Sunday, January 9

How many broken eggs does it take?

... if the US had played it straight Pundita would not be writing all these posts on Ukraine. We are within our rights to attempt to induce and even pressure governments who receive our aid into adopting measures we favor. We are not within our rights to pull a sleight of hand in the name of democracy in order to set our favored candidate in power.

"Pundita, I still think America's intervention in Ukraine was, on the whole, a good thing. There was tremendous fraud by Yanukovich's Putin-backed supporters during the first round of election. Max Boot pointed out that the American Bar Association spent $400,000 to train Ukrainian judges in election law, and that five supreme court judges who benefited from the training voted to overturn the fraudulent results of the Nov. 21 balloting and to hold the revote, which led to Yushchenko's victory."
[Signed] June in Cincinnati

Dear June:
At that juncture, the judges in question would have voted for eight days in a week; Yushchenko's forces mobilized mobs to gather outside the court building; clearly they threatened to storm the building if the vote didn't go as they wanted. That would have been the match to the tinder, which is why the judges voted on a situation that was still very murky.

Boot's argument mixes two distinct issues; by doing so, he glosses US intervention in Ukraine's affairs.

Boot lists the aid money/programs that the US government gave, and which various US organizations donated to aid in strengthening Ukraine's democratic processes. He presents these in support of his argument that, "There was nothing nefarious about the U.S. intervention in Ukraine, which was designed to promote democracy, not any particular candidate."

However, the US-sponsored democracy programs and aid/donations were not interventions -- at least, not on their face. They were made at the invitation of the sitting Ukraine government, and carried out with the government's full approval. Oddly, Boot's writing implicitly recognizes that fact by citing that the aid in question had been over the period of two years--which was prior to the election.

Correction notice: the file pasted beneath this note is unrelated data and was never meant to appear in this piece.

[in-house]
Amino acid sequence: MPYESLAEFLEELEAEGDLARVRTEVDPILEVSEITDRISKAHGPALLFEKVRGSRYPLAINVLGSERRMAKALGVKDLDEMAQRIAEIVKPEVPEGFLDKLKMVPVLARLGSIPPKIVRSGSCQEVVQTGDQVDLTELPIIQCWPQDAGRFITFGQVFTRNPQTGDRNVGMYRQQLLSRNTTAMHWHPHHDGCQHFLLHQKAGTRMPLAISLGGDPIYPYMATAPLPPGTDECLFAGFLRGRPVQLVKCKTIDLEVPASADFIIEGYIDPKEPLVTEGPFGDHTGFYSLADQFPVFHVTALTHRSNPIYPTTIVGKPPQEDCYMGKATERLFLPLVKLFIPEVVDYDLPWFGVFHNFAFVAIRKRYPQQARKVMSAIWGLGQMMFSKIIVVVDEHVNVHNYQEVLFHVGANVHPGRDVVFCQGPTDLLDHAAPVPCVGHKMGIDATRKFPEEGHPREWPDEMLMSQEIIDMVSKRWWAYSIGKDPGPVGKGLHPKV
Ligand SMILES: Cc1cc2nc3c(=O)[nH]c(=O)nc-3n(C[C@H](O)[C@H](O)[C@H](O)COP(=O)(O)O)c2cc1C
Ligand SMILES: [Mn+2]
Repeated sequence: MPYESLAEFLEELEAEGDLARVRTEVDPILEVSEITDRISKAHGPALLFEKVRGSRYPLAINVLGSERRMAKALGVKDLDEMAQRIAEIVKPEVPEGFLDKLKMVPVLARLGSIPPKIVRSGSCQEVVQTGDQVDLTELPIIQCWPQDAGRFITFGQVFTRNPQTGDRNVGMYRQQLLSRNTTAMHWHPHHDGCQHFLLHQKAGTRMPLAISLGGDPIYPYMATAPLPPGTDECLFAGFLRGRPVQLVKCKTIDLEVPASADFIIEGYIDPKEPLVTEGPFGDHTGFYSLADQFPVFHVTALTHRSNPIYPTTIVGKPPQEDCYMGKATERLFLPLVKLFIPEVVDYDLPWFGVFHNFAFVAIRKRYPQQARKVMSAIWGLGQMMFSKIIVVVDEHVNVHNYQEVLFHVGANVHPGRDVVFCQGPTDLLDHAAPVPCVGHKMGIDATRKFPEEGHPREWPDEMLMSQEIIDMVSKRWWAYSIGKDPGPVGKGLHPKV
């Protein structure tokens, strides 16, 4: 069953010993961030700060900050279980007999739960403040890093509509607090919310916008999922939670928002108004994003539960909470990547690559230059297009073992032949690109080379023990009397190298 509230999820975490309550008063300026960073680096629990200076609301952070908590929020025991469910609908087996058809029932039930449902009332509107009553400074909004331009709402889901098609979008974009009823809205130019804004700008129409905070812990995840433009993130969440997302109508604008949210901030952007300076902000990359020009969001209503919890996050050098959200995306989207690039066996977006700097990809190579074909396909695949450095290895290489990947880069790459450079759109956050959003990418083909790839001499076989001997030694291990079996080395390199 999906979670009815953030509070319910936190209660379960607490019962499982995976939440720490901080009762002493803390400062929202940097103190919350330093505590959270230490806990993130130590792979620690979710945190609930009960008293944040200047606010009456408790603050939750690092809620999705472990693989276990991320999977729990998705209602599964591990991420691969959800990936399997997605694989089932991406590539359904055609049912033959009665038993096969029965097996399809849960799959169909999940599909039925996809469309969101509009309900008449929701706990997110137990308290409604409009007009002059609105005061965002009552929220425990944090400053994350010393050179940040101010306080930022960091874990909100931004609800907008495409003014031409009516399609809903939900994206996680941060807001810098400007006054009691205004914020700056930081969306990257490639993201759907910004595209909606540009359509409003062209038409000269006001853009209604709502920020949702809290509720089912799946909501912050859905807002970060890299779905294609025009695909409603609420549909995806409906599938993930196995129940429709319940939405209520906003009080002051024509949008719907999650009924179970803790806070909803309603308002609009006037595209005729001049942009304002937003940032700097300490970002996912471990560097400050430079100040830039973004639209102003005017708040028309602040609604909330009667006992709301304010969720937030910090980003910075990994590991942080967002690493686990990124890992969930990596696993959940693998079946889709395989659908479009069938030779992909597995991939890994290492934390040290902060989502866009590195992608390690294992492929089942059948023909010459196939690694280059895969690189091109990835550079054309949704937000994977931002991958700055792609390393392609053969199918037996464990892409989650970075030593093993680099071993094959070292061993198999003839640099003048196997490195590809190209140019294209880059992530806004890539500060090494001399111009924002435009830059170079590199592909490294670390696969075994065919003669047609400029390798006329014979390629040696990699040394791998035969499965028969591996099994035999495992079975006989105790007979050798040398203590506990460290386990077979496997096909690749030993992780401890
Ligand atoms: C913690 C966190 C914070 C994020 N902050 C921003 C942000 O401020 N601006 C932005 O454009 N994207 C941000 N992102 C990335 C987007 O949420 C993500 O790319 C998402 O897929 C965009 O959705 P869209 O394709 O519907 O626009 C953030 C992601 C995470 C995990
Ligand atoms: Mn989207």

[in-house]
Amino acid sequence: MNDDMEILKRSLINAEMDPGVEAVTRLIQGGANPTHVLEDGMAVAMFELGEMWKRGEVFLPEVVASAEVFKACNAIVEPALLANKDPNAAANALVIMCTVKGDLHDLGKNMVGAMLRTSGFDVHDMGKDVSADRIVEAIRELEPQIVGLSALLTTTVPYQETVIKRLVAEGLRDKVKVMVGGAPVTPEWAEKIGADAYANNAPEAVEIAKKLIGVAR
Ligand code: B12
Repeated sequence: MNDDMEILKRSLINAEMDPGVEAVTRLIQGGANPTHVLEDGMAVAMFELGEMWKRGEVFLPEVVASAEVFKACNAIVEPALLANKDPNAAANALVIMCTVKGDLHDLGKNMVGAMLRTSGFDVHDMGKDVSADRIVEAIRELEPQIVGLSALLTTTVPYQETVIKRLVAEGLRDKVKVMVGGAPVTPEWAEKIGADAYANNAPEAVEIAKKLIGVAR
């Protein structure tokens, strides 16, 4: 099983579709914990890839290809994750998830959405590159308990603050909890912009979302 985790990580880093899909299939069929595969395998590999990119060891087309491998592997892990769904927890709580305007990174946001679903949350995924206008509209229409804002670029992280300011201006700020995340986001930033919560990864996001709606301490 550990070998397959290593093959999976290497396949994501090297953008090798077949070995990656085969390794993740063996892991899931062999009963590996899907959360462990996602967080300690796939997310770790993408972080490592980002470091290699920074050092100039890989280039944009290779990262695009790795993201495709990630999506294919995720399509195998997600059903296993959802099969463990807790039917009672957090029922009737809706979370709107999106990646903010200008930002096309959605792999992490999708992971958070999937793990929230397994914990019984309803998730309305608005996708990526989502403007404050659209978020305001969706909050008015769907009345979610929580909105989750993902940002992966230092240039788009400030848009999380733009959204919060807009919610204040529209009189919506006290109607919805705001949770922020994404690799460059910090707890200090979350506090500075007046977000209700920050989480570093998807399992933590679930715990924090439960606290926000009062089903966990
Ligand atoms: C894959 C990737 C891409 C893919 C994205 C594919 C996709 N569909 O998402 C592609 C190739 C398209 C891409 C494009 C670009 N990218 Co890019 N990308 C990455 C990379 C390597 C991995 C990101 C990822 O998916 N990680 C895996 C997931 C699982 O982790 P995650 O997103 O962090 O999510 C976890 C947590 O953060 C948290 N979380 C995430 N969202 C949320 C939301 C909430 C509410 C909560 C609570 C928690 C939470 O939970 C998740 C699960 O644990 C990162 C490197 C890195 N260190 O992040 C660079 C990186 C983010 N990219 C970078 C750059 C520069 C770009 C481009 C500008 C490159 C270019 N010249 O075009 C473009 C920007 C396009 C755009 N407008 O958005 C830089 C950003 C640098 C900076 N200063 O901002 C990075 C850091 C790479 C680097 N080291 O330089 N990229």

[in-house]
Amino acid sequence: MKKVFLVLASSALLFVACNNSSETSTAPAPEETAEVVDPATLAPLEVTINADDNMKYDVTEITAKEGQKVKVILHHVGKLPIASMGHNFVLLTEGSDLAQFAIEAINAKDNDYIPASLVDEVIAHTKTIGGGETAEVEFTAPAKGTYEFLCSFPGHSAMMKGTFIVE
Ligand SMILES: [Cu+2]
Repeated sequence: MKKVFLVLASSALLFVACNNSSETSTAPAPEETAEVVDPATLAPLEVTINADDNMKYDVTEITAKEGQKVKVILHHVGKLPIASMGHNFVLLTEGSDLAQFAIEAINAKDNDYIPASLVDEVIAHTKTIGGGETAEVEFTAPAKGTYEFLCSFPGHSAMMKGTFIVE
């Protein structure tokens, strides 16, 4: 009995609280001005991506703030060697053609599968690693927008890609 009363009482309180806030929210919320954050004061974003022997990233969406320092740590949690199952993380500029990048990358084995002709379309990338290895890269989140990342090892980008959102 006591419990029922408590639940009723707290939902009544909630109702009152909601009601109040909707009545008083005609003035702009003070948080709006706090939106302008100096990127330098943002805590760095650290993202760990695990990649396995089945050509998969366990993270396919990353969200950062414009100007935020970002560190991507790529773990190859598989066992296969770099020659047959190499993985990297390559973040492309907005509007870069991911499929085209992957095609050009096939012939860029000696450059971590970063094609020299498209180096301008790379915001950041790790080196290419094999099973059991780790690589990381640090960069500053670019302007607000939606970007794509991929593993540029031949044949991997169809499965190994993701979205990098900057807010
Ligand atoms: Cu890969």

But there was US government intervention in the democratic process in Ukraine and their affairs of state. How and why Washington intervened in Ukraine's affairs rests on complex issues, which means the story is easily glossed over and lost in the shuffle of the drama surrounding the contested election. One part of the story is summarized under the heading "How the change of power in Ukraine was prepared" in the World Socialist Web Site article I cited in an earlier post. The best I can do is encourage you to read the story or read it again.

The story does not begin with the Ukraine election. It begins with Kuchma's fall from favor in Washington. After reading the article, please don't write Pundita to accuse Dick Cheney of being behind it all. Remember, this is the World Socialist Web Site we're dealing with. Oil and gas were part of it. But Kuchma shut down the offending pipeline.

One aspect of the story not mentioned by that particular WSWS article is Kuchma's act to sell a government-owned company (to a relative, if I recall correctly) in order to prevent the company from being taken over by foreign investors. From this distance, that was a questionable way to keep a key company out of the hands of foreign investors, but it may have been a temporary measure made under extreme time pressure.

In any case, the action should not have called forth a decision among foreign powers to bring down Kuchma's government. Yet that seems to have been the case--that, and his government's interest in creating an alliance with Russia and other FSU to form their own version of the EU. Whether or not such an alliance was made with pressure from Russia, that is not justification for foreign powers to bring down a government and set their own man in place.